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Debra Marquart


Too careful, that first day, we sat on the floor palm-to-palm making church steeples.  He showed me the trick where two can lean back-to-back in mid-air and rest easy, if one does not press harder than the other.



Leaving his building that afternoon, I saw a full moon rising in the east, a cool blue wafer, like an offering in the sky; and the sun, an exhausted swimmer, disappeared into the orange pool of the west.  I thought, if only I could reach up and cup both of them in my palms, I would feel certain.



Today he comes in happy with some things from his apartment, things we can use—a cheese grater, a spatula, a red soup ladle. He pulls the utensils from the box and turns them in the air, one-by-one like a magician—a potato peeler, a pancake turner—before placing them in the drawer by the stove.  I sit on the floor keeping track, I realize, for the day when I will again have to separate them from my own.

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Issue 21


September 22, 2017

Debra Marquart is the author of five books including, Small Buried Things: Poems (2015) and a co-edited anthology of experimental writing, Nothing to Declare: A Guide to the Prose Sequence (2016). She teaches nonfiction in the Stonecoast MFA program at the University of Southern Maine, and directs the MFA Program in Creative Writing and Environment at Iowa State University. The senior editor of Flyway: Journal of Writing & Environment, Marquart has delivered over 250 invited readings and keynotes at universities and conferences from New York and Washington to Greece and Ireland. Her work has been featured on three NPR programs—Morning Edition, The Writer’s Almanac, and On Point—and the BBC. She is the recipient of over 50 grants and awards including an NEA Fellowship, a PEN USA Nonfiction Award, and Elle Magazine’s Elle Lettres Award. Her environmental poem, “Lament,” was recently honored by inclusion in Best American Poetry 2016.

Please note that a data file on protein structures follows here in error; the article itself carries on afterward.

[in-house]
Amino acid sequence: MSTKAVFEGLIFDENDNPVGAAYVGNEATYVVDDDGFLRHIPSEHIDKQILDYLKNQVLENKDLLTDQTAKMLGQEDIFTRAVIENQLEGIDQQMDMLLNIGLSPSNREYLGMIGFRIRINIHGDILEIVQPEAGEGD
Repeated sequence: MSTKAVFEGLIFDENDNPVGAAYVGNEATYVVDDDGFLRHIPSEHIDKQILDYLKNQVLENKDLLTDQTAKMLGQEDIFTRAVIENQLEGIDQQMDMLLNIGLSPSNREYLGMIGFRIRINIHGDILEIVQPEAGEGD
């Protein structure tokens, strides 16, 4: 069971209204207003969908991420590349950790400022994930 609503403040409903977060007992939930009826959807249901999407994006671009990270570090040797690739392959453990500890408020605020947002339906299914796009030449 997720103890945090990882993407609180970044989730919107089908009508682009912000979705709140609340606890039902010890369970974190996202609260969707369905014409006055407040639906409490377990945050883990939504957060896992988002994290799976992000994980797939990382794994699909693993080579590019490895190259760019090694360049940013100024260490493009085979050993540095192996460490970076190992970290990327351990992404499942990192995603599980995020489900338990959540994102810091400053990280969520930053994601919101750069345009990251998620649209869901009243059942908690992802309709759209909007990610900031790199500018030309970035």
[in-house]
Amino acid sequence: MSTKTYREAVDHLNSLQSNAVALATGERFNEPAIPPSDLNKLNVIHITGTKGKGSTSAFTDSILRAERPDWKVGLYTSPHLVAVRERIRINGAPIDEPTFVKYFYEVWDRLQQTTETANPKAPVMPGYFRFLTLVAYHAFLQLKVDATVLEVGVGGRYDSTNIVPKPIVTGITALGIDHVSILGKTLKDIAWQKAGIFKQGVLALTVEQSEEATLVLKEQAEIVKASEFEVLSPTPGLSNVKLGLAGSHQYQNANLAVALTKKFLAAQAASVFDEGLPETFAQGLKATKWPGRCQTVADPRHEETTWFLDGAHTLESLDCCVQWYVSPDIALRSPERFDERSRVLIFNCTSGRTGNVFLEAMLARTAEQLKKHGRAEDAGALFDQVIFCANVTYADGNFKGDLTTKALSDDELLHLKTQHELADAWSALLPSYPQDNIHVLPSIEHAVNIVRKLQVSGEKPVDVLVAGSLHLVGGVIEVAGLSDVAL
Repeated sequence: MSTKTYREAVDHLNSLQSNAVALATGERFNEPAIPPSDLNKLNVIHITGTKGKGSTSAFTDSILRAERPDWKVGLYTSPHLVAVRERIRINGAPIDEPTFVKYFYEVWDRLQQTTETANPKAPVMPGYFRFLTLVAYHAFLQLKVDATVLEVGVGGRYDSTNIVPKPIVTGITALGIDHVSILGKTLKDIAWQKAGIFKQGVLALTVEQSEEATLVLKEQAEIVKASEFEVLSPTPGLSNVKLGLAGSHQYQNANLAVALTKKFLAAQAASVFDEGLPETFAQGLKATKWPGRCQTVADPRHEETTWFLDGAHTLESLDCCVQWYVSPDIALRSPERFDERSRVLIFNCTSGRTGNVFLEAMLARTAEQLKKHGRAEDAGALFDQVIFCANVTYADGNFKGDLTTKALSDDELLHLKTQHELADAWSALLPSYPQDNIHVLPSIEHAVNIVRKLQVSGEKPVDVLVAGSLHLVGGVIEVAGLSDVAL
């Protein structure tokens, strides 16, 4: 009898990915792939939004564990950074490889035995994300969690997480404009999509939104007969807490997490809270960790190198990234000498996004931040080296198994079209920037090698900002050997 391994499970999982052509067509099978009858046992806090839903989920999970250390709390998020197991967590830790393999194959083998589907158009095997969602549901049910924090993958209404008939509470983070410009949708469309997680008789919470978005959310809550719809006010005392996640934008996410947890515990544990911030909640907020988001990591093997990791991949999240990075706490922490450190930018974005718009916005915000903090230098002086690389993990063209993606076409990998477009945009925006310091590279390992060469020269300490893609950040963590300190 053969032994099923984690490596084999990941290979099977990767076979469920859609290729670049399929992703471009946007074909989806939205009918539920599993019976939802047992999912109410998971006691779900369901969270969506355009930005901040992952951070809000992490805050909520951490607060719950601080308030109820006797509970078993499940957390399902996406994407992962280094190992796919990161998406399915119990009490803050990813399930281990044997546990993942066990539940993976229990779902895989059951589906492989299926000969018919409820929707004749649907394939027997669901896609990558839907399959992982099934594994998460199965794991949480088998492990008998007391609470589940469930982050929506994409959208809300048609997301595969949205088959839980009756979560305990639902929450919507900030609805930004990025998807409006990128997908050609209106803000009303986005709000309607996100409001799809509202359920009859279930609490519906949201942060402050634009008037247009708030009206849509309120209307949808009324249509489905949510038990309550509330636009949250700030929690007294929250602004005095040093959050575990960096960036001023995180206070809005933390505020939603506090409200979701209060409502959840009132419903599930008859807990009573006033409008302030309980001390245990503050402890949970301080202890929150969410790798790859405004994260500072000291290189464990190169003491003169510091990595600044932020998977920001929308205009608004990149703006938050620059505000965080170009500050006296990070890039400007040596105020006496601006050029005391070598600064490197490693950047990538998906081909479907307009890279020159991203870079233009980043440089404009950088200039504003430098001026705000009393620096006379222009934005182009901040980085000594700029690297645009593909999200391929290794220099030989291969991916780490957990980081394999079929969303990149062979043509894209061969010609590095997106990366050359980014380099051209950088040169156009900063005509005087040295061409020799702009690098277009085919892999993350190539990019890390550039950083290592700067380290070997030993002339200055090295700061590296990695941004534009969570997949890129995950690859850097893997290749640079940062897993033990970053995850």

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Issue 21

This writing was originally published in Opium Magazine, and is not listed in the archives.
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